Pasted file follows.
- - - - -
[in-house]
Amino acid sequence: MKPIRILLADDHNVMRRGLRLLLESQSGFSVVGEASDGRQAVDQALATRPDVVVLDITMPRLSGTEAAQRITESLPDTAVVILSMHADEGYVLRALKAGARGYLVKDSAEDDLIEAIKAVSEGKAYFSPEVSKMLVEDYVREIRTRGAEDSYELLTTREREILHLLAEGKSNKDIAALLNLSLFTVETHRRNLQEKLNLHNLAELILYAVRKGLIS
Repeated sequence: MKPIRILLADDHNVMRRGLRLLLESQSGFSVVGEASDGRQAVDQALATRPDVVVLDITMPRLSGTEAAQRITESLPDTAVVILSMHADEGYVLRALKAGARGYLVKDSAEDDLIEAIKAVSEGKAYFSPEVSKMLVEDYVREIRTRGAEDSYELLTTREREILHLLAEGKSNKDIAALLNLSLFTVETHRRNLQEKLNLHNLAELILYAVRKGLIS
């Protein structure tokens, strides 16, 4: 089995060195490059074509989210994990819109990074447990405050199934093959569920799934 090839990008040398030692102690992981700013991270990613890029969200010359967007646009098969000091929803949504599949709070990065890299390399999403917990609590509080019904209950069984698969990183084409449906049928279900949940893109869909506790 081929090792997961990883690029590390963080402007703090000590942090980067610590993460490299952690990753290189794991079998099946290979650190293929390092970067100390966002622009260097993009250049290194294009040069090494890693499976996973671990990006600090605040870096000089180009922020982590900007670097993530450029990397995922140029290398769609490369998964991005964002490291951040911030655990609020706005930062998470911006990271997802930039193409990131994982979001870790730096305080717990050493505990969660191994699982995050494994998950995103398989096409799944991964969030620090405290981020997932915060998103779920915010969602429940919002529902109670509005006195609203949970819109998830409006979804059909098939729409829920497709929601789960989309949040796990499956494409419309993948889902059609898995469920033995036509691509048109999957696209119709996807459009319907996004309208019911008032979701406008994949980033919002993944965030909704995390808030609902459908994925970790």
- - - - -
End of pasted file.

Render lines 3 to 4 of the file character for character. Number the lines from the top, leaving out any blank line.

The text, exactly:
Repeated sequence: MKPIRILLADDHNVMRRGLRLLLESQSGFSVVGEASDGRQAVDQALATRPDVVVLDITMPRLSGTEAAQRITESLPDTAVVILSMHADEGYVLRALKAGARGYLVKDSAEDDLIEAIKAVSEGKAYFSPEVSKMLVEDYVREIRTRGAEDSYELLTTREREILHLLAEGKSNKDIAALLNLSLFTVETHRRNLQEKLNLHNLAELILYAVRKGLIS
């Protein structure tokens, strides 16, 4: 089995060195490059074509989210994990819109990074447990405050199934093959569920799934 090839990008040398030692102690992981700013991270990613890029969200010359967007646009098969000091929803949504599949709070990065890299390399999403917990609590509080019904209950069984698969990183084409449906049928279900949940893109869909506790 081929090792997961990883690029590390963080402007703090000590942090980067610590993460490299952690990753290189794991079998099946290979650190293929390092970067100390966002622009260097993009250049290194294009040069090494890693499976996973671990990006600090605040870096000089180009922020982590900007670097993530450029990397995922140029290398769609490369998964991005964002490291951040911030655990609020706005930062998470911006990271997802930039193409990131994982979001870790730096305080717990050493505990969660191994699982995050494994998950995103398989096409799944991964969030620090405290981020997932915060998103779920915010969602429940919002529902109670509005006195609203949970819109998830409006979804059909098939729409829920497709929601789960989309949040796990499956494409419309993948889902059609898995469920033995036509691509048109999957696209119709996807459009319907996004309208019911008032979701406008994949980033919002993944965030909704995390808030609902459908994925970790």